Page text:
i'm going to laugh at all you people who think retirement communities are age discriminatory,because you're not very educated about them.a huge percentage of those retired people have medical problems that prevent them from living in normal apartment housing.many cannot tolerate living in noisy,boomcar environments.with 20 somethings partying and carrying on and you can argue with me all you want,MOST normal apartment complexes fall into that catagory.it's not acceptable that a 60 year old person should have to get up at 1am and get dressed to knock on someone's door to ask them to be quieter..most elderly people NEED quiet at all times or MOST of the time in order to live comfortabely.normal complexes(for lack of a better term),don't support the type of environment that encourages "quiet" at all times.retirement communities DO!!! i'm living in a retirement community(my third month here) and living in a normal community of 20 somethings is something i'll never ever plan on again.having to get out of bed at any time of night to be forced to get dressed and bang on someone's door to ask them to shut their sh*t down is something i won't go through again.ie,too loud too often!! that describes most 'normal' complexes!! you 20 somethings can complain all you want about age discrimination.the point is moot..it ain't going to change.as long as the elderly exist there will be living communities especially made for them. to you people who don't like that..live with it goofballs!!
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Old 02-03-2011, 10:36 PM
 
Location: Lakewood OH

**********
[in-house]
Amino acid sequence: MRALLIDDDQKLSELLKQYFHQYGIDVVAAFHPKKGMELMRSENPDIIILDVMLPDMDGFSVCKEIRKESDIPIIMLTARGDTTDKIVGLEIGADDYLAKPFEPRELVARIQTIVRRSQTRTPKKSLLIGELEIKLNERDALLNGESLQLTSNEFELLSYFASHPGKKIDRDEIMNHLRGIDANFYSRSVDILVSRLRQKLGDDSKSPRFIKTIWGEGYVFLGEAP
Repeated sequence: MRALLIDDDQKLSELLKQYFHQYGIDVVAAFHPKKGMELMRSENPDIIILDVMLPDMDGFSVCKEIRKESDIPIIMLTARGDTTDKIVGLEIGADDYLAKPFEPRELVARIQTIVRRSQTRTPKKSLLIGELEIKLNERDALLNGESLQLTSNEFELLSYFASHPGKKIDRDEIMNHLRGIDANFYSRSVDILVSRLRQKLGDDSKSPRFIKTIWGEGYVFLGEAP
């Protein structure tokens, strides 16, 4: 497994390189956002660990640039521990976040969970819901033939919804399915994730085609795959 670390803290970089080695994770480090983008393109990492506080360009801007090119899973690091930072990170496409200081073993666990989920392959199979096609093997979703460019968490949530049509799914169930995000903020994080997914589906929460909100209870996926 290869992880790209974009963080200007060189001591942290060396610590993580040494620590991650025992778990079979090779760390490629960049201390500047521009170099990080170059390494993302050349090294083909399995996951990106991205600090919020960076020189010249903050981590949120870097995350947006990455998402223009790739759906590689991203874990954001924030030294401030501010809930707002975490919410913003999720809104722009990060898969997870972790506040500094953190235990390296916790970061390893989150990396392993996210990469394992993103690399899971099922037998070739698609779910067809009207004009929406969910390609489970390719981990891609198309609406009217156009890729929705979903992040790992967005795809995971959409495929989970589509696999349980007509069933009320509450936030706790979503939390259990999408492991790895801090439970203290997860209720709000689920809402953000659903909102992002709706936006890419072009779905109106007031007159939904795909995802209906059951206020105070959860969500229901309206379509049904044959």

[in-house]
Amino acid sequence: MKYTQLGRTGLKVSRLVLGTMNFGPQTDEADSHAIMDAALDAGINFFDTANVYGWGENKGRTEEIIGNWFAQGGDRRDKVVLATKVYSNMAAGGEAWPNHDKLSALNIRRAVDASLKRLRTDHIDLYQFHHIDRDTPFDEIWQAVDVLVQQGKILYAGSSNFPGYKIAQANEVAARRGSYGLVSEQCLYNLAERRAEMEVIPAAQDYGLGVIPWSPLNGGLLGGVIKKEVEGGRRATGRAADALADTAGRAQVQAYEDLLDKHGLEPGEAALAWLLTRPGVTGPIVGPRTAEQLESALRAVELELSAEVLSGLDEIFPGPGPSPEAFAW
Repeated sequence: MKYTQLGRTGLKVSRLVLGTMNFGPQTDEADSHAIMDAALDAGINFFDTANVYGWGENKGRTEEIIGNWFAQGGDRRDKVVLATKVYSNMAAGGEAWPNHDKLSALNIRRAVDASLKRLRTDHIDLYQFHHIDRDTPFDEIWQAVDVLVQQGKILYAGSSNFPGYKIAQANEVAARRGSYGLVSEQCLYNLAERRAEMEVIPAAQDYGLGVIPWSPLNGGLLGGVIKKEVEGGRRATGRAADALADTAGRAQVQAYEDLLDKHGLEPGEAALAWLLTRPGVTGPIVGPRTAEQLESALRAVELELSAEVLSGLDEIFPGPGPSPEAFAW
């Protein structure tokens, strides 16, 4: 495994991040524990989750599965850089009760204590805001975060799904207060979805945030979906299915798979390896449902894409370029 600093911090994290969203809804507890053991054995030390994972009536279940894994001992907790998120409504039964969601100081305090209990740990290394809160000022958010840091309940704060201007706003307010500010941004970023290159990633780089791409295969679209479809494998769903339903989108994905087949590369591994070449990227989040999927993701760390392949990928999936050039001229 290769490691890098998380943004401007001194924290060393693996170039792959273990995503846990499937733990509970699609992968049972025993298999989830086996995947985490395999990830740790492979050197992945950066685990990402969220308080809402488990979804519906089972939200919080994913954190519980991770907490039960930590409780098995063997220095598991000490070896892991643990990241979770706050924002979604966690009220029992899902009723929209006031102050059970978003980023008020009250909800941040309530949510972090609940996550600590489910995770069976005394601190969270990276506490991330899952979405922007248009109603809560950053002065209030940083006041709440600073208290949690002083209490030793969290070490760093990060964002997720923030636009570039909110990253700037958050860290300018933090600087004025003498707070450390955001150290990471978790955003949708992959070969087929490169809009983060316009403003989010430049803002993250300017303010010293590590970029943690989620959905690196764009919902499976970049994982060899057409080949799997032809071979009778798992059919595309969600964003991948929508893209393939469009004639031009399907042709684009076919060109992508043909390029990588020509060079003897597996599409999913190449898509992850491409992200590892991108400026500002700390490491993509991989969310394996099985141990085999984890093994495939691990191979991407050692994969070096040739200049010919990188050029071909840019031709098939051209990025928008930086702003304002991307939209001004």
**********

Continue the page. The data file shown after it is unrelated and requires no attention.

21,699 posts, read 23,651,778 times
Reputation: 35449
Quote:
Originally Posted by DJTEEL View Post
i'm going to laugh at all you people who think retirement communities are age discriminatory,because you're not very educated about them.a huge percentage of those retired people have medical problems that prevent them from living in normal apartment housing.many cannot tolerate living in noisy,boomcar environments.with 20 somethings partying and carrying on and you can argue with me all you want,MOST normal apartment complexes fall into that catagory.it's not acceptable that a 60 year old person should have to get up at 1am and get dressed to knock on someone's door to ask them to be quieter..most elderly people NEED quiet at all times or MOST of the time in order to live comfortabely.normal complexes(for lack of a better term),don't support the type of environment that encourages "quiet" at all times.retirement communities DO!!! i'm living in a retirement community(my third month here) and living in a normal community of 20 somethings is something i'll never ever plan on again.having to get out of bed at any time of night to be forced to get dressed and bang on someone's door to ask them to shut their sh*t down is something i won't go through again.ie,too loud too often!! that describes most 'normal' complexes!! you 20 somethings can complain all you want about age discrimination.the point is moot..it ain't going to change.as long as the elderly exist there will be living communities especially made for them. to you people who don't like that..live with it goofballs!!